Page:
It seems as if it ought to be simple enough: “Love your neighbor.” But experience tells me it is not as easy as it might seem. And, if we take seriously the parables of Jesus, we learn it is not as easy as some tend to think. When we read what Jesus holds up as the standard of neighborliness we realize that to love our neighbor is not the same as the absence of hostilities or even just the presence of genuine affections. To love our neighbors we need to be involved in one anothers lives to some degree. Even one insurance company gets that: “Like a good neighbor, State Farm is there…”
But this is easier said than done in our fast pace, busy, world. And Frankly, even State Farm’s claim seems a little dubious to me. When I think about it, they’re only there for me when I pay them to be. Try dropping your policy and see if they seem like such “Good Neighbors” then. I have my doubts.
But who can blame them? Life is busy. And my neighbors are as active as I am. How are we supposed to engage them, even if we commit to carving out the time?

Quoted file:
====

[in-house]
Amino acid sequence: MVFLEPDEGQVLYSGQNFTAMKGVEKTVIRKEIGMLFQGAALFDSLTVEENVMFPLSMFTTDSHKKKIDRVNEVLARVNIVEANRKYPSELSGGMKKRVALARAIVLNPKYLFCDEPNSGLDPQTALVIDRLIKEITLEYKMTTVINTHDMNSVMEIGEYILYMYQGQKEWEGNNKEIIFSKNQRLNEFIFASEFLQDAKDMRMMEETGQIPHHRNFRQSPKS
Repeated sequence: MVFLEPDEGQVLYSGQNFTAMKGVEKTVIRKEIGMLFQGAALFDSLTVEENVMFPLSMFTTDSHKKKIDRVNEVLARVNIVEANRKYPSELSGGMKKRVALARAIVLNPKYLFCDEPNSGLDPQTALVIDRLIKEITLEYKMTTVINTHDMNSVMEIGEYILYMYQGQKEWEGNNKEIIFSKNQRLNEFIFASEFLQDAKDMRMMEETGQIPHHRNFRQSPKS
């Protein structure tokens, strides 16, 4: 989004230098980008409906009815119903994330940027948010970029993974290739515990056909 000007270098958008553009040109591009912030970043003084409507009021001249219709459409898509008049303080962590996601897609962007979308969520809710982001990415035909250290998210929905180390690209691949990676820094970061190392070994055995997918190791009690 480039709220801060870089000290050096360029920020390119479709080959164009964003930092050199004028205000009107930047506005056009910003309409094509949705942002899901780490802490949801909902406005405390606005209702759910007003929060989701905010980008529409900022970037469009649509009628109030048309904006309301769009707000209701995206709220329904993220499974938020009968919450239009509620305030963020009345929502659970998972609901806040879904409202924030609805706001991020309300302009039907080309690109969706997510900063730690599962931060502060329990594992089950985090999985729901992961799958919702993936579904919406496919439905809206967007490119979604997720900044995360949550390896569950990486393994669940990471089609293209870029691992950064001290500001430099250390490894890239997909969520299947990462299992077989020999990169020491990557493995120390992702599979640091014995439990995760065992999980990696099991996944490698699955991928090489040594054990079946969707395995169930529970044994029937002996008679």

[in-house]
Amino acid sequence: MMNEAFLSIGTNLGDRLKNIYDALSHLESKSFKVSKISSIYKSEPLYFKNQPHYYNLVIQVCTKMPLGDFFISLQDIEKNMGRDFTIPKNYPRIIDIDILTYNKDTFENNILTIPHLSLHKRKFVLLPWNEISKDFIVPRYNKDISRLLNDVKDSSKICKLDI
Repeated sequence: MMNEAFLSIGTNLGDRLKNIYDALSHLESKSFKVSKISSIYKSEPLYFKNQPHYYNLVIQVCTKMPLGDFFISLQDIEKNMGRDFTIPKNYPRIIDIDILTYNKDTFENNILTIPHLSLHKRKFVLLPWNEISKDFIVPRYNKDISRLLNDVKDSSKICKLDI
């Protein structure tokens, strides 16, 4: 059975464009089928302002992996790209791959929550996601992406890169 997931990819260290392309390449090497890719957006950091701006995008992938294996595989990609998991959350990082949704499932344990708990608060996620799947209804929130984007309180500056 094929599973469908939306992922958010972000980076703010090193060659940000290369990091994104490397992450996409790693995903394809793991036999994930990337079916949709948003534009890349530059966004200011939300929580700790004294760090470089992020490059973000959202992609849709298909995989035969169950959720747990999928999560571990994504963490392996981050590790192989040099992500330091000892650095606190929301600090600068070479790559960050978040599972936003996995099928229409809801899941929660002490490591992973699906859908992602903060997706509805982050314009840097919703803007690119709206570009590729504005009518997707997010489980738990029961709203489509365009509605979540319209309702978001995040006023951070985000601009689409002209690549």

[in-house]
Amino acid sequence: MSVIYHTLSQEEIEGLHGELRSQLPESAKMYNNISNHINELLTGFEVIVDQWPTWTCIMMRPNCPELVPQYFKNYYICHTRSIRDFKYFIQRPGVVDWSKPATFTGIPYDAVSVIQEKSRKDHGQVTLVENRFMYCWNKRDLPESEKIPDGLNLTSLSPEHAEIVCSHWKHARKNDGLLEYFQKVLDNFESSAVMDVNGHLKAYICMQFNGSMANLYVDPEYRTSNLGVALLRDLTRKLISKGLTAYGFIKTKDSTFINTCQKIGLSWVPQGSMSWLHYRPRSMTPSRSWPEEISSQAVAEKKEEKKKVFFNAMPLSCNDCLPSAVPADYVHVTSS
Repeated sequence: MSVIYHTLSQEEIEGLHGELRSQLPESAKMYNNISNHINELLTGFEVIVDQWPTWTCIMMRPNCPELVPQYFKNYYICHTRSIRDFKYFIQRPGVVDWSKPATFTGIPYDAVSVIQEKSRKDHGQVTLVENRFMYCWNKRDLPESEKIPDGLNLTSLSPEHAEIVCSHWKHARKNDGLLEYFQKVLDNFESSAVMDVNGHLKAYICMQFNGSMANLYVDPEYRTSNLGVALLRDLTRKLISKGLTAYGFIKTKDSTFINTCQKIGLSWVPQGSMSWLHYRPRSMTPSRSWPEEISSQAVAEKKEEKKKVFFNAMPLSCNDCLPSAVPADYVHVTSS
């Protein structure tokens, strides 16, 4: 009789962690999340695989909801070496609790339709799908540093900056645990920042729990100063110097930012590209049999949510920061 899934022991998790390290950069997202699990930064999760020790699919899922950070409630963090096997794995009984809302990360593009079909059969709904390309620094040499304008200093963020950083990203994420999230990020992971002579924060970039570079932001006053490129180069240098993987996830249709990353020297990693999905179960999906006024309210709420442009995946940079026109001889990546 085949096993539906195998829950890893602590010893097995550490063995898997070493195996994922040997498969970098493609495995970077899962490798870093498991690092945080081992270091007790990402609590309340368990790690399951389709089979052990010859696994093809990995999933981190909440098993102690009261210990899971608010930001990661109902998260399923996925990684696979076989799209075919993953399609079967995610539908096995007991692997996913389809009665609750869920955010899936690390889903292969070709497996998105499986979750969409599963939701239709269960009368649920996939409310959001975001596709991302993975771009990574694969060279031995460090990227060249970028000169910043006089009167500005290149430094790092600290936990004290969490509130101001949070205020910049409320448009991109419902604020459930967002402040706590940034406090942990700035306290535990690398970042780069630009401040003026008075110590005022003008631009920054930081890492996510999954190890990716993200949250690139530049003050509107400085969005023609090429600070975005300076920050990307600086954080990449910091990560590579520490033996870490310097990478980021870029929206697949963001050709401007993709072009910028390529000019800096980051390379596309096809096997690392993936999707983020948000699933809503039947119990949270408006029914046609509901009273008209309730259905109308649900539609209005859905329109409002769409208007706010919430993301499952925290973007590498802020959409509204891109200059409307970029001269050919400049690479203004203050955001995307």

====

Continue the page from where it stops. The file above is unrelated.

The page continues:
Josh Reeves offer us a few suggestions. Here are Josh’s Top 25:
- Stay outside in the front yard longer while watering the yard
- Walk your dog regularly around the same time in your neighborhood
- Sit on the front porch and letting kids play in the front yard
- Pass out baked goods (fresh bread, cookies, brownies, etc.)
- Invite neighbors over for dinner
- Attend and participate in HOA functions
- Attend the parties invited to by neighbors
- Do a food drive or coat drive in winter and get neighbors involved
- Have a game night (yard games outside, or board games inside)
- Art swap night – bring out what you’re tired of and trade with neighbors
- Grow a garden and give out extra produce to neighbors
- Have an Easter egg hunt on your block and invite neighbors use their front yards
- Start a weekly open meal night in your home
- Do a summer BBQ every Friday night and invite others to contribute
- Create a block/ street email and phone contact list for safety
- Host a sports game watching party
- Host a coffee and dessert night
- Organize and host a ladies artistic creation night
- Organize a tasting tour on your street (everyone sets up food and table on front porch)\
- Host a movie night and discussion afterwards
- Start a walking/running group in the neighborhood
- Start hosting a play date weekly for other stay at home parents
- Organize a carpool for your neighborhood to help save gas
- Volunteer to coach a local little league sports team
- Have a front yard ice cream party in the summer
To read the rest of Josh’s ideas click: 100Ways. Josh has a link at the bottom of his Top 25 list.
H.T. to Jonathan Dodson @ Creation Project.